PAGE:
New Delhi: The government will introduce a bill during the Monsoon Session of Parliament to give legislative powers to the Unique Identification Authority of India (UIDAI) to facilitate its work relating to collection of biometric data of residents.
"We will bring it [UIDAI Bill] in the next Monsoon Session of Parliament instead of the forthcoming Budget Session," Planning Commission Deputy Chairman Montek Singh Ahluwalia told PTI.
The Commission, which is providing administrative support to the Authority, has been asked to draft the Bill that would provide legal sanctity to the UIDAI. The authority is currently working under an executive order.
"In the Budget Session, there are other things, that have to be done. It is not a big decision. We have lots of things to do like annual Plan discussions [with states]. We don't want to be pressurised [with too many engagements]," he said.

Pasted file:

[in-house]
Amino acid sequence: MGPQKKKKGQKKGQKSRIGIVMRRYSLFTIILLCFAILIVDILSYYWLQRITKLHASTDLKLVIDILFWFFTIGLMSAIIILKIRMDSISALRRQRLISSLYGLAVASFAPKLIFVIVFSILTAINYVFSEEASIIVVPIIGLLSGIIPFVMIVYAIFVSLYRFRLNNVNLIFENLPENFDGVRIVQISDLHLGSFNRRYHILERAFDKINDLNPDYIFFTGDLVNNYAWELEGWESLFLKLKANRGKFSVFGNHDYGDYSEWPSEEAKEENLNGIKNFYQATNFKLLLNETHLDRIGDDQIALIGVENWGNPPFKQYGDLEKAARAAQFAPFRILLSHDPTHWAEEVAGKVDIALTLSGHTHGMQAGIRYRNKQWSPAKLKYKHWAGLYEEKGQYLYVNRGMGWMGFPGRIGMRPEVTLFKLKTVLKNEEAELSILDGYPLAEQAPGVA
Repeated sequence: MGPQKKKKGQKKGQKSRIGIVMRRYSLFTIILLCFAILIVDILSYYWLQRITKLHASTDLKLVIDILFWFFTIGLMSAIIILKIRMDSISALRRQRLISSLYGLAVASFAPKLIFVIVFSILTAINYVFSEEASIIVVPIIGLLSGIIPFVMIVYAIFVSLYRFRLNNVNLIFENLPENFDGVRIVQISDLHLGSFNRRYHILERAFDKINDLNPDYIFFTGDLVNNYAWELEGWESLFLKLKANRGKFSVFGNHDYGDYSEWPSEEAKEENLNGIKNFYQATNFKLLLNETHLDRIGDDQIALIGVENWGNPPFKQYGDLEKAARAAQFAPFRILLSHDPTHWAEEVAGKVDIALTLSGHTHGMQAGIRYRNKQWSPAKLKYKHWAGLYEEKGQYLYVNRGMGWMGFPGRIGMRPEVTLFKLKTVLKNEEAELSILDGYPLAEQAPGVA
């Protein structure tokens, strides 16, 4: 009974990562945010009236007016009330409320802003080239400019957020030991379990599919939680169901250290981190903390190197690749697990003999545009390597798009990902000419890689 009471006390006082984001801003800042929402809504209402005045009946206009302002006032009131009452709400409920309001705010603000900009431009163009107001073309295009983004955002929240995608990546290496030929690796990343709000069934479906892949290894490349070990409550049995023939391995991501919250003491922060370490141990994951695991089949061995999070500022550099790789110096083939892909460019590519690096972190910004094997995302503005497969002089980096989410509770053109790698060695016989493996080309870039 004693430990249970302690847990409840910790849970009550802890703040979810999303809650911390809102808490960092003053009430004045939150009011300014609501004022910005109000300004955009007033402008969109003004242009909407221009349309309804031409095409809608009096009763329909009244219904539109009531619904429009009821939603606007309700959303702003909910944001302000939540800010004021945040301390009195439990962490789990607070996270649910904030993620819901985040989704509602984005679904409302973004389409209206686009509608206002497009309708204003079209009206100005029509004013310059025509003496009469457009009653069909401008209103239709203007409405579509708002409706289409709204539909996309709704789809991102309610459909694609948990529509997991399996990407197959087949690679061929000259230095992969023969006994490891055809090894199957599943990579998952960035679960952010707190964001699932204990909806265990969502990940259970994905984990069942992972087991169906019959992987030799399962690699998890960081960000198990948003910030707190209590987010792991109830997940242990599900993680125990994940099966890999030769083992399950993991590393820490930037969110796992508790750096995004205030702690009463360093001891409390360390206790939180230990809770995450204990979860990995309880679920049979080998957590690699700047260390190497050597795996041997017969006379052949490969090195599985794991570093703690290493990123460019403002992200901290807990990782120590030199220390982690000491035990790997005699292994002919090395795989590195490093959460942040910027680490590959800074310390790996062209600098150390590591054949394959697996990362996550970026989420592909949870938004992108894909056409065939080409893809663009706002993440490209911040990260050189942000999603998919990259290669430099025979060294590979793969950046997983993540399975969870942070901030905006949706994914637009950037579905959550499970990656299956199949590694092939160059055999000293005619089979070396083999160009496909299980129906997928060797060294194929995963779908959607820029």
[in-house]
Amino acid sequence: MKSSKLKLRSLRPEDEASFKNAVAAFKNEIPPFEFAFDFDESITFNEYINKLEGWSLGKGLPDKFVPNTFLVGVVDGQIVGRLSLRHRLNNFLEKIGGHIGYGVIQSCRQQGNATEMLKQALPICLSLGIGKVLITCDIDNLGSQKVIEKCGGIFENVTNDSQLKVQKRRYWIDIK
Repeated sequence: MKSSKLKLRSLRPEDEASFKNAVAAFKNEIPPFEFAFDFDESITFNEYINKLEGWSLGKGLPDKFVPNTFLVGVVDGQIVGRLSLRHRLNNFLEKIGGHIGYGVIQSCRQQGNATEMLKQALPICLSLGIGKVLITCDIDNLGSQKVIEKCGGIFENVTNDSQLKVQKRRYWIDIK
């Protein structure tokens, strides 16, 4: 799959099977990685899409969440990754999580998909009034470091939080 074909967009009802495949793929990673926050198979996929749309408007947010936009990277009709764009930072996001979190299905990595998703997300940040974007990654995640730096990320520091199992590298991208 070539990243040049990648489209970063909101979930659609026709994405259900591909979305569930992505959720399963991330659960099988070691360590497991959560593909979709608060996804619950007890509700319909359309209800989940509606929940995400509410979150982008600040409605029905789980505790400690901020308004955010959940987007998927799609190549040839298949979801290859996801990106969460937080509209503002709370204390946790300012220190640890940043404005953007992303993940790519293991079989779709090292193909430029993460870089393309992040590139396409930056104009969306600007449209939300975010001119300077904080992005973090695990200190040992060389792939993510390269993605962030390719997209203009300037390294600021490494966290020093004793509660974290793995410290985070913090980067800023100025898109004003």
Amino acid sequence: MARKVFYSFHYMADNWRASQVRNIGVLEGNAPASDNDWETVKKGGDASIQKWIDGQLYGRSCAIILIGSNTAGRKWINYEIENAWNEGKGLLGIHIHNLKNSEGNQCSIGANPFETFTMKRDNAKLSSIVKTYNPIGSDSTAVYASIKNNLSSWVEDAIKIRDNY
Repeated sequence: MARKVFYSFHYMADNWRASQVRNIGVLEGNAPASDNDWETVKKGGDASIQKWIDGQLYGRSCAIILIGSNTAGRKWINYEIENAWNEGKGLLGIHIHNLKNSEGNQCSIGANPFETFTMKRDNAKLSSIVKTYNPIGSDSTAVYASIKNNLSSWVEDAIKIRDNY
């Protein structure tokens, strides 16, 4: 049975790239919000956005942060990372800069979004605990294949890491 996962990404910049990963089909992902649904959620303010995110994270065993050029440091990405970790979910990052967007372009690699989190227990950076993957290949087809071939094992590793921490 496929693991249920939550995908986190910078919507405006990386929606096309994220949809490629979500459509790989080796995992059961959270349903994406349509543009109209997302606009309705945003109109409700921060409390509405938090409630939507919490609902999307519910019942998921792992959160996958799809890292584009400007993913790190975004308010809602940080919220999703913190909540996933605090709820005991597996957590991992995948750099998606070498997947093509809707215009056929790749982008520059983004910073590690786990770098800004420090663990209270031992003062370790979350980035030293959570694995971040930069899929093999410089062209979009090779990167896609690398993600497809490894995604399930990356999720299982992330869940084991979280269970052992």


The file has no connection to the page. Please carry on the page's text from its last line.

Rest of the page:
Earlier the bill for providing legislative powers to the authority for collection of biometric data and issuing unique identification numbers to all residents, was put off by the Parliamentary Standing Committee on Finance headed by former Finance Minster Yashwant Sinha in December.
The bill was rejected by the Parliamentary panel in view of lack of proper groundwork, unjustified cost, and instance failure of such exercises in other countries.
The UIDAI has recently wriggled out of a row, that continued for a year between Planning Commission and Home Ministry.
While the Home Ministry had raised doubts over the authenticity of data collected by UIDAI, the Planning Commission pitched for the project arguing that it was required for inclusive development.